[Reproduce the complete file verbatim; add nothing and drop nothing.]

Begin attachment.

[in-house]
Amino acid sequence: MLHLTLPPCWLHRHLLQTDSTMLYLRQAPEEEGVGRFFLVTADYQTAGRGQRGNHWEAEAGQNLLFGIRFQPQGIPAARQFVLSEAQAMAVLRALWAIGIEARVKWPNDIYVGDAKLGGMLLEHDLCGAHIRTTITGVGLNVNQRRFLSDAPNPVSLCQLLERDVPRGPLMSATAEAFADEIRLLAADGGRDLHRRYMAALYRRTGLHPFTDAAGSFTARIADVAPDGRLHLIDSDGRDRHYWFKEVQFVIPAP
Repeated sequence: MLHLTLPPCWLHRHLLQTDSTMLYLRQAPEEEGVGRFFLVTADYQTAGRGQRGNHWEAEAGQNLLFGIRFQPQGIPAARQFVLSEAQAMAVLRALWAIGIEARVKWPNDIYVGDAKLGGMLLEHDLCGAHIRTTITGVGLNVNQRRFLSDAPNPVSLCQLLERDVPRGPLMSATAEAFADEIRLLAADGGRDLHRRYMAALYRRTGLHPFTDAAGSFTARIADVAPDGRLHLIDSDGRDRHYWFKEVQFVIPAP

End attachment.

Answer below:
[in-house]
Amino acid sequence: MLHLTLPPCWLHRHLLQTDSTMLYLRQAPEEEGVGRFFLVTADYQTAGRGQRGNHWEAEAGQNLLFGIRFQPQGIPAARQFVLSEAQAMAVLRALWAIGIEARVKWPNDIYVGDAKLGGMLLEHDLCGAHIRTTITGVGLNVNQRRFLSDAPNPVSLCQLLERDVPRGPLMSATAEAFADEIRLLAADGGRDLHRRYMAALYRRTGLHPFTDAAGSFTARIADVAPDGRLHLIDSDGRDRHYWFKEVQFVIPAP
Repeated sequence: MLHLTLPPCWLHRHLLQTDSTMLYLRQAPEEEGVGRFFLVTADYQTAGRGQRGNHWEAEAGQNLLFGIRFQPQGIPAARQFVLSEAQAMAVLRALWAIGIEARVKWPNDIYVGDAKLGGMLLEHDLCGAHIRTTITGVGLNVNQRRFLSDAPNPVSLCQLLERDVPRGPLMSATAEAFADEIRLLAADGGRDLHRRYMAALYRRTGLHPFTDAAGSFTARIADVAPDGRLHLIDSDGRDRHYWFKEVQFVIPAP